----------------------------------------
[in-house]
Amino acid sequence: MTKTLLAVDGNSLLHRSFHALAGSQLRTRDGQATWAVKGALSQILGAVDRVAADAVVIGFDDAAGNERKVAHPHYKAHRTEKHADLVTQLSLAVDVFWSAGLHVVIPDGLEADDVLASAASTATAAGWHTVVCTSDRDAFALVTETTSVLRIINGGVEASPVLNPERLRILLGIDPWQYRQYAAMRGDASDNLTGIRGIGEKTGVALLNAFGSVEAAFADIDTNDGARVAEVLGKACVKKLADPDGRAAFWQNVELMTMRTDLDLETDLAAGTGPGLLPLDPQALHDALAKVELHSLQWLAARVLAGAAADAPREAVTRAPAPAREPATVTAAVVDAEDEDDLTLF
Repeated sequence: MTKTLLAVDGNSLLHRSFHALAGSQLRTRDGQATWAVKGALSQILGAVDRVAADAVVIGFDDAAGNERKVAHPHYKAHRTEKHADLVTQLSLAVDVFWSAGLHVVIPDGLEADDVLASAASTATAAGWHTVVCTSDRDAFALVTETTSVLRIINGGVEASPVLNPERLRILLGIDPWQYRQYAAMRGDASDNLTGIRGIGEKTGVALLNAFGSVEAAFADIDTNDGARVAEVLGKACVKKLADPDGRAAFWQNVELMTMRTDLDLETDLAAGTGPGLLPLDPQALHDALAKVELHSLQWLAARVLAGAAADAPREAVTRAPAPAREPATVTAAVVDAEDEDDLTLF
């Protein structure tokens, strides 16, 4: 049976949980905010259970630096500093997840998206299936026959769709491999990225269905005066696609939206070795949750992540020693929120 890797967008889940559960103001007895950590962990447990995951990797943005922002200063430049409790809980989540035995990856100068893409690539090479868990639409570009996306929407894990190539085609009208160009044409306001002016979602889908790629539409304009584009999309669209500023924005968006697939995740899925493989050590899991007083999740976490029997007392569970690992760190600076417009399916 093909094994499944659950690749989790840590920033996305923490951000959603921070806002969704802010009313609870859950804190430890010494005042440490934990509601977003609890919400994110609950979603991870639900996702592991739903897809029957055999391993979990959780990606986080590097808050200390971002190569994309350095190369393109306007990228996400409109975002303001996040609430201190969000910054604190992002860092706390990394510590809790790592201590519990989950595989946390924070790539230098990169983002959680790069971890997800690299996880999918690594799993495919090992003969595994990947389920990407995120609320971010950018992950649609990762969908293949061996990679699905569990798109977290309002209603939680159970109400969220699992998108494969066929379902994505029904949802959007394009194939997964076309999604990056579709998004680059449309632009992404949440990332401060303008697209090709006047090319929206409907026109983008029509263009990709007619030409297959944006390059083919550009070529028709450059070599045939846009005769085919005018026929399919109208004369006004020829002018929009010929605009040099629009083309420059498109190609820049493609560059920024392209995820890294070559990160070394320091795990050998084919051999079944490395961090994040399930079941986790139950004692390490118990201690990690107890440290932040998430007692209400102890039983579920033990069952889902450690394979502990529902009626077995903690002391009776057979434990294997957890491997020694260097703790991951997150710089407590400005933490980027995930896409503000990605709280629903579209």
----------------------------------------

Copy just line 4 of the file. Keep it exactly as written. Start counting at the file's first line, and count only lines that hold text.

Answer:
């Protein structure tokens, strides 16, 4: 049976949980905010259970630096500093997840998206299936026959769709491999990225269905005066696609939206070795949750992540020693929120 890797967008889940559960103001007895950590962990447990995951990797943005922002200063430049409790809980989540035995990856100068893409690539090479868990639409570009996306929407894990190539085609009208160009044409306001002016979602889908790629539409304009584009999309669209500023924005968006697939995740899925493989050590899991007083999740976490029997007392569970690992760190600076417009399916 093909094994499944659950690749989790840590920033996305923490951000959603921070806002969704802010009313609870859950804190430890010494005042440490934990509601977003609890919400994110609950979603991870639900996702592991739903897809029957055999391993979990959780990606986080590097808050200390971002190569994309350095190369393109306007990228996400409109975002303001996040609430201190969000910054604190992002860092706390990394510590809790790592201590519990989950595989946390924070790539230098990169983002959680790069971890997800690299996880999918690594799993495919090992003969595994990947389920990407995120609320971010950018992950649609990762969908293949061996990679699905569990798109977290309002209603939680159970109400969220699992998108494969066929379902994505029904949802959007394009194939997964076309999604990056579709998004680059449309632009992404949440990332401060303008697209090709006047090319929206409907026109983008029509263009990709007619030409297959944006390059083919550009070529028709450059070599045939846009005769085919005018026929399919109208004369006004020829002018929009010929605009040099629009083309420059498109190609820049493609560059920024392209995820890294070559990160070394320091795990050998084919051999079944490395961090994040399930079941986790139950004692390490118990201690990690107890440290932040998430007692209400102890039983579920033990069952889902450690394979502990529902009626077995903690002391009776057979434990294997957890491997020694260097703790991951997150710089407590400005933490980027995930896409503000990605709280629903579209």